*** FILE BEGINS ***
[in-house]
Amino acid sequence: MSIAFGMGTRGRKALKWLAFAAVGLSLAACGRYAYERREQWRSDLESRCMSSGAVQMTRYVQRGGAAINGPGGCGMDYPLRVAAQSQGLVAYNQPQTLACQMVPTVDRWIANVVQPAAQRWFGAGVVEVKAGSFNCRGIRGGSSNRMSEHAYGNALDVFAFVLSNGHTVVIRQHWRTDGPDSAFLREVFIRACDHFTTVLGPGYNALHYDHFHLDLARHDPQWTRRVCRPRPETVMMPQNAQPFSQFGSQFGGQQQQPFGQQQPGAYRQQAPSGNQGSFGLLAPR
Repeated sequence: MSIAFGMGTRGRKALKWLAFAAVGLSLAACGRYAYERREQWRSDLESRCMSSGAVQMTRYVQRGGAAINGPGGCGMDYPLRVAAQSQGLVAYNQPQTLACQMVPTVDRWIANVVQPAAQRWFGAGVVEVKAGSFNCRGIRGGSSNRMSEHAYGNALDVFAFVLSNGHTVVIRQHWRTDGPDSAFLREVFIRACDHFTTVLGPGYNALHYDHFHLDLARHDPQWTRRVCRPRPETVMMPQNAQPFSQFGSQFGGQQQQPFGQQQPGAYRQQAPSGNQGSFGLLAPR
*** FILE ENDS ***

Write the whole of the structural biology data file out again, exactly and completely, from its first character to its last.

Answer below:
[in-house]
Amino acid sequence: MSIAFGMGTRGRKALKWLAFAAVGLSLAACGRYAYERREQWRSDLESRCMSSGAVQMTRYVQRGGAAINGPGGCGMDYPLRVAAQSQGLVAYNQPQTLACQMVPTVDRWIANVVQPAAQRWFGAGVVEVKAGSFNCRGIRGGSSNRMSEHAYGNALDVFAFVLSNGHTVVIRQHWRTDGPDSAFLREVFIRACDHFTTVLGPGYNALHYDHFHLDLARHDPQWTRRVCRPRPETVMMPQNAQPFSQFGSQFGGQQQQPFGQQQPGAYRQQAPSGNQGSFGLLAPR
Repeated sequence: MSIAFGMGTRGRKALKWLAFAAVGLSLAACGRYAYERREQWRSDLESRCMSSGAVQMTRYVQRGGAAINGPGGCGMDYPLRVAAQSQGLVAYNQPQTLACQMVPTVDRWIANVVQPAAQRWFGAGVVEVKAGSFNCRGIRGGSSNRMSEHAYGNALDVFAFVLSNGHTVVIRQHWRTDGPDSAFLREVFIRACDHFTTVLGPGYNALHYDHFHLDLARHDPQWTRRVCRPRPETVMMPQNAQPFSQFGSQFGGQQQQPFGQQQPGAYRQQAPSGNQGSFGLLAPR